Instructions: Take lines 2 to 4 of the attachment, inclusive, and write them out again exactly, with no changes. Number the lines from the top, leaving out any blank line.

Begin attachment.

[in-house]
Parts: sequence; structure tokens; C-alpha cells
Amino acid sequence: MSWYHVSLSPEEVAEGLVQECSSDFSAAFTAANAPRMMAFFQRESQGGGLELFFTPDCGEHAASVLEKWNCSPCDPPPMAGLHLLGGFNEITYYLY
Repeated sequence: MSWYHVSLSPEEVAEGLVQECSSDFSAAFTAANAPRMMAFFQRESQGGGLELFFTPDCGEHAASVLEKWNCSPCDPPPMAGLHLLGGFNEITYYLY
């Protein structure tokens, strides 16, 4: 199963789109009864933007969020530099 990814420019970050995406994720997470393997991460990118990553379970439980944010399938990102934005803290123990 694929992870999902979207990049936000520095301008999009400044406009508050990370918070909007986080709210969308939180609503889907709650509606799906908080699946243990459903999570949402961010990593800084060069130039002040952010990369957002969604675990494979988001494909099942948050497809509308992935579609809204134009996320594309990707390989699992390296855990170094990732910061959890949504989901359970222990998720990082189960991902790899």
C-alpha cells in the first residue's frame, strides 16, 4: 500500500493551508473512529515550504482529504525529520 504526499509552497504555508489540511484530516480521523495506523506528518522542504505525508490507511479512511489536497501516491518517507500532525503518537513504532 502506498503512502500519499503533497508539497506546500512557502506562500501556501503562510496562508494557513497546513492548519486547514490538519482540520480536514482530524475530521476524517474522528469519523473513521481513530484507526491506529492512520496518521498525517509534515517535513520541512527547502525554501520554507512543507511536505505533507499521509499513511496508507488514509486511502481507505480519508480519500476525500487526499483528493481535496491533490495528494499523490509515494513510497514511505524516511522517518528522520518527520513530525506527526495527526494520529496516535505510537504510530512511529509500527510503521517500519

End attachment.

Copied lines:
Parts: sequence; structure tokens; C-alpha cells
Amino acid sequence: MSWYHVSLSPEEVAEGLVQECSSDFSAAFTAANAPRMMAFFQRESQGGGLELFFTPDCGEHAASVLEKWNCSPCDPPPMAGLHLLGGFNEITYYLY
Repeated sequence: MSWYHVSLSPEEVAEGLVQECSSDFSAAFTAANAPRMMAFFQRESQGGGLELFFTPDCGEHAASVLEKWNCSPCDPPPMAGLHLLGGFNEITYYLY